AK said...

This is great! If confirmed, it could well explain the lengthening of legs from Austalopithicus to Homo ergaster/erectus as an adaptation to walking over level savanna rather than rough ground (e.g. the terrain south of the African rain forest, which was apparently quite rough before it was covered by sand blown from the Kalahari).

arvydas said...

Well, cold climate/short legs theory worked fine for me.
When in the Soviet Army I have seen many conscripts with short lower legs and they all were tribesmen from Siberian flatlands, tundra. One case was so extreme that the guy had to cut his tarpaulin boots in the back, otherwise his knees would not bend.
I remember us, Lithuanians, joking that Russian situation was really desperate once they had to recruit clearly disabled people.
And the mountain nations, like Georgians or Chechens, had well developed, but otherwise normal legs.

Pascvaks said...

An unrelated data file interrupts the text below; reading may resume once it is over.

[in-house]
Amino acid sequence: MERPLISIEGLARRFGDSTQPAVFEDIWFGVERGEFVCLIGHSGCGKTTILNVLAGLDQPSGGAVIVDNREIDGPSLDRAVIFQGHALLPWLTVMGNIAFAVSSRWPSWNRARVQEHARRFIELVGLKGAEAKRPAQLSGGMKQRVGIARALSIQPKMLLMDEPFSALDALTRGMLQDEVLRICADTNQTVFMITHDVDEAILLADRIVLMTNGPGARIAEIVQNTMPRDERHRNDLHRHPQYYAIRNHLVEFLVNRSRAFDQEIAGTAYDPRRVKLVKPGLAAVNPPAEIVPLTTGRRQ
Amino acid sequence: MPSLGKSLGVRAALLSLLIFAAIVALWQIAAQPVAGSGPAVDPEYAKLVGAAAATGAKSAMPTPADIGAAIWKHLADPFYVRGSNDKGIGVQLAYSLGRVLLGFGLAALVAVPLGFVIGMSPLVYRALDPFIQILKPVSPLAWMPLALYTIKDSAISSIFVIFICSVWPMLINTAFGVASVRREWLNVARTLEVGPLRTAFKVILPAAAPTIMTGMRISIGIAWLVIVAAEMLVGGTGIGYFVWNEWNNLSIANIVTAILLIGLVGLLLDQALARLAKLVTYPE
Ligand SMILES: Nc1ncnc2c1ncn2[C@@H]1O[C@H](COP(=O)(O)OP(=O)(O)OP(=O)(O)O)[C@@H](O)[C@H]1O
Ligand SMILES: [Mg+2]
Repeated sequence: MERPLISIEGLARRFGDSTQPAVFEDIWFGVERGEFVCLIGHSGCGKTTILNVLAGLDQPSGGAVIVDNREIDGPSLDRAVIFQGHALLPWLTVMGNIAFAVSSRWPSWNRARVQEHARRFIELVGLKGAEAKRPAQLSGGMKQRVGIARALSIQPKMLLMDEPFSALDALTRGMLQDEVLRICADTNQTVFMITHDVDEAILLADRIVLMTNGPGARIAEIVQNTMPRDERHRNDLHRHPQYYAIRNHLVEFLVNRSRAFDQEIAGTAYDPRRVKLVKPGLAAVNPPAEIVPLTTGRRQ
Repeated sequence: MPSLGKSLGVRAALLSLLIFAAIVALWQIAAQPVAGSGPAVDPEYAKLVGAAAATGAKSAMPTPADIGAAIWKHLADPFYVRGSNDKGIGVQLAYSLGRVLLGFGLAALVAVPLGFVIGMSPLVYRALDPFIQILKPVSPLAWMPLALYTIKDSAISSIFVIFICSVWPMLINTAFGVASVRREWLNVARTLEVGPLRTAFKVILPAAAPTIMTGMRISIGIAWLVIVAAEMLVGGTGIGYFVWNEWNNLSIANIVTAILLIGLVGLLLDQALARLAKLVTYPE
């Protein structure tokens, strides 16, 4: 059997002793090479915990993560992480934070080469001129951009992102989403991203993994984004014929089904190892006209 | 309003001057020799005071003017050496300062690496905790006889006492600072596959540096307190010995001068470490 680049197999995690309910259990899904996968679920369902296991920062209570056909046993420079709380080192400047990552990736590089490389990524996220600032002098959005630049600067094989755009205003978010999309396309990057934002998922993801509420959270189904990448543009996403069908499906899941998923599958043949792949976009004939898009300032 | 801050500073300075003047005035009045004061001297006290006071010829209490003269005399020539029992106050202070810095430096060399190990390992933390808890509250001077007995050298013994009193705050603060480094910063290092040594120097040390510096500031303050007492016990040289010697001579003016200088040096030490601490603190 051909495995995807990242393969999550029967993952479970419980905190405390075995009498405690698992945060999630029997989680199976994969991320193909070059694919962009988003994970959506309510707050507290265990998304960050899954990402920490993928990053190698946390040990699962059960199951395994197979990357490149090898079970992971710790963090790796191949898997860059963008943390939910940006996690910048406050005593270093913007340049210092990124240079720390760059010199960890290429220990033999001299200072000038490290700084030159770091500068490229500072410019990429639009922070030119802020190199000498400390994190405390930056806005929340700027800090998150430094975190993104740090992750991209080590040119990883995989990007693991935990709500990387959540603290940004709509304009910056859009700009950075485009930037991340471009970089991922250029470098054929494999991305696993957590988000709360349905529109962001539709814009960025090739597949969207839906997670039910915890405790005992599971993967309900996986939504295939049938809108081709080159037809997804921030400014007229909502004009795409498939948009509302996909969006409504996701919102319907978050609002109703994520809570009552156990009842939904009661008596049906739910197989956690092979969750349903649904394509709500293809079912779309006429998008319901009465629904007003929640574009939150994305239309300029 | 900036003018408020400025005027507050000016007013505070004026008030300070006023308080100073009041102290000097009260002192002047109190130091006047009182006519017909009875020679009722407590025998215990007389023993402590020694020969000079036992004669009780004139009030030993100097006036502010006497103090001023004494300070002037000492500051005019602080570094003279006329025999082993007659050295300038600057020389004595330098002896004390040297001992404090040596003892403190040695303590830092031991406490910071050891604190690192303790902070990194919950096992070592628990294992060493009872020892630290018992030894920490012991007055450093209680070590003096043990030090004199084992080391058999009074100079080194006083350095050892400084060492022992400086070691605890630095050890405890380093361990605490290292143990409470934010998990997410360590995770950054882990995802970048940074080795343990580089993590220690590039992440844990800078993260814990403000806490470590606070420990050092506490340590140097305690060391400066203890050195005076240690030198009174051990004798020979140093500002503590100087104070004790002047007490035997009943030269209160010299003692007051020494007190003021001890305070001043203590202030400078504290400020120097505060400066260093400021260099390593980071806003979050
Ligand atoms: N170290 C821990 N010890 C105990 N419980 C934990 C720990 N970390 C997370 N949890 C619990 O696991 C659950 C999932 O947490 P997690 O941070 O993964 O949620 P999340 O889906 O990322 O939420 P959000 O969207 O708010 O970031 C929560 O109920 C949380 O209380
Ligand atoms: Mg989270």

Sounds reasonable. Were Neander's on the North German Plain a little taller, or those found in the Middle East? Always liked the argument about short and stocky resulted in better body heat retention. They did seem to survive a few glacial max's, while my clan would headed farther South.

Andrew Oh-Willeke said...

It is a useful characterizion of Neanderthals if correct, suggesting where we ought to look for Neanderthals (mountains and hills) and where they ought to be rare (plains). This suggests a number of corollary hypotheses:

1. Neanderthal effective population sizes based on DNA variation in the known Neanderthal DNA size might be underestimating Neanderthal population densities, since they include excessively high population density assumptions for large plains in the Neanderthal range that might in fact have been sparsely populated by Neanderthals. Higher population densities for Neanderthals, in turn, would bring typical Neanderthal communities closer in spread and size to modern human communities in the same range.

2. This would help explain relatively low levels of interaction between Neanderthals and Daunbian plain farmers, while it would predict higher levels of interaction (and perhaps admixture) in mountain based populations that might have acquired herding food production methods via technology transfer rather than demographic replacement. We would look for higher Neanderthal admixture percentages, for example, in the Caucasus Mountains and Iran.